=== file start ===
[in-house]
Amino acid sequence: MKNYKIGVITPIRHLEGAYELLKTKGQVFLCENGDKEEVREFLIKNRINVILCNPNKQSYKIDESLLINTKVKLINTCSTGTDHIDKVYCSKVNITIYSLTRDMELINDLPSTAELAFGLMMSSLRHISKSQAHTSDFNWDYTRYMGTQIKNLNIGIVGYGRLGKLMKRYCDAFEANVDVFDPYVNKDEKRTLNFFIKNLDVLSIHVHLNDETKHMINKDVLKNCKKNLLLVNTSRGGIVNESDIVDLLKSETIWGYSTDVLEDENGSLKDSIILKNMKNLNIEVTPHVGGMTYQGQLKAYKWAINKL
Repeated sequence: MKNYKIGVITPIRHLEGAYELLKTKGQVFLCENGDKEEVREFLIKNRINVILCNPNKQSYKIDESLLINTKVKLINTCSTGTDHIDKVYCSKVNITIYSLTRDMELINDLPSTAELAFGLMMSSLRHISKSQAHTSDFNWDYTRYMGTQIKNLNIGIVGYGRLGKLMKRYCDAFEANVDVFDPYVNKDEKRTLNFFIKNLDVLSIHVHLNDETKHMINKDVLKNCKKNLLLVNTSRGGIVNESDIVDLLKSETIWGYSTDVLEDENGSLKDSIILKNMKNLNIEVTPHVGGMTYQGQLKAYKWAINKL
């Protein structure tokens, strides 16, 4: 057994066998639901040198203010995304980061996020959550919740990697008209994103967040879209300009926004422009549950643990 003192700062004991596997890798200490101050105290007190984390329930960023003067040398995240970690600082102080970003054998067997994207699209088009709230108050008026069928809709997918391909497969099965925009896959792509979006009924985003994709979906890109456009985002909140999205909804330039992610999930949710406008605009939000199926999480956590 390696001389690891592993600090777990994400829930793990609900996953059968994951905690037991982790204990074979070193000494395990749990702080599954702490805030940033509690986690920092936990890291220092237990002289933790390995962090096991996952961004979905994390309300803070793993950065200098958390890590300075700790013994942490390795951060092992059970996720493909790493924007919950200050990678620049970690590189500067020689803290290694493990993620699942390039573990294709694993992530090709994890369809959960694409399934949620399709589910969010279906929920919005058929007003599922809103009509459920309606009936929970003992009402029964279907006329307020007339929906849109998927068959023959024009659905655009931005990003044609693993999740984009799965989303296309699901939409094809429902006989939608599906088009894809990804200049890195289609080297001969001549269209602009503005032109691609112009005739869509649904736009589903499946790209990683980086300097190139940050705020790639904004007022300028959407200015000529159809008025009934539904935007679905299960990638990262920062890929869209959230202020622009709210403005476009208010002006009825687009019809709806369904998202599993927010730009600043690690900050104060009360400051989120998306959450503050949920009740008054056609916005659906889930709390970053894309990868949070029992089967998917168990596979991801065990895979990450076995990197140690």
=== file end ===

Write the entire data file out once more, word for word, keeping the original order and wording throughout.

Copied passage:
[in-house]
Amino acid sequence: MKNYKIGVITPIRHLEGAYELLKTKGQVFLCENGDKEEVREFLIKNRINVILCNPNKQSYKIDESLLINTKVKLINTCSTGTDHIDKVYCSKVNITIYSLTRDMELINDLPSTAELAFGLMMSSLRHISKSQAHTSDFNWDYTRYMGTQIKNLNIGIVGYGRLGKLMKRYCDAFEANVDVFDPYVNKDEKRTLNFFIKNLDVLSIHVHLNDETKHMINKDVLKNCKKNLLLVNTSRGGIVNESDIVDLLKSETIWGYSTDVLEDENGSLKDSIILKNMKNLNIEVTPHVGGMTYQGQLKAYKWAINKL
Repeated sequence: MKNYKIGVITPIRHLEGAYELLKTKGQVFLCENGDKEEVREFLIKNRINVILCNPNKQSYKIDESLLINTKVKLINTCSTGTDHIDKVYCSKVNITIYSLTRDMELINDLPSTAELAFGLMMSSLRHISKSQAHTSDFNWDYTRYMGTQIKNLNIGIVGYGRLGKLMKRYCDAFEANVDVFDPYVNKDEKRTLNFFIKNLDVLSIHVHLNDETKHMINKDVLKNCKKNLLLVNTSRGGIVNESDIVDLLKSETIWGYSTDVLEDENGSLKDSIILKNMKNLNIEVTPHVGGMTYQGQLKAYKWAINKL
């Protein structure tokens, strides 16, 4: 057994066998639901040198203010995304980061996020959550919740990697008209994103967040879209300009926004422009549950643990 003192700062004991596997890798200490101050105290007190984390329930960023003067040398995240970690600082102080970003054998067997994207699209088009709230108050008026069928809709997918391909497969099965925009896959792509979006009924985003994709979906890109456009985002909140999205909804330039992610999930949710406008605009939000199926999480956590 390696001389690891592993600090777990994400829930793990609900996953059968994951905690037991982790204990074979070193000494395990749990702080599954702490805030940033509690986690920092936990890291220092237990002289933790390995962090096991996952961004979905994390309300803070793993950065200098958390890590300075700790013994942490390795951060092992059970996720493909790493924007919950200050990678620049970690590189500067020689803290290694493990993620699942390039573990294709694993992530090709994890369809959960694409399934949620399709589910969010279906929920919005058929007003599922809103009509459920309606009936929970003992009402029964279907006329307020007339929906849109998927068959023959024009659905655009931005990003044609693993999740984009799965989303296309699901939409094809429902006989939608599906088009894809990804200049890195289609080297001969001549269209602009503005032109691609112009005739869509649904736009589903499946790209990683980086300097190139940050705020790639904004007022300028959407200015000529159809008025009934539904935007679905299960990638990262920062890929869209959230202020622009709210403005476009208010002006009825687009019809709806369904998202599993927010730009600043690690900050104060009360400051989120998306959450503050949920009740008054056609916005659906889930709390970053894309990868949070029992089967998917168990596979991801065990895979990450076995990197140690």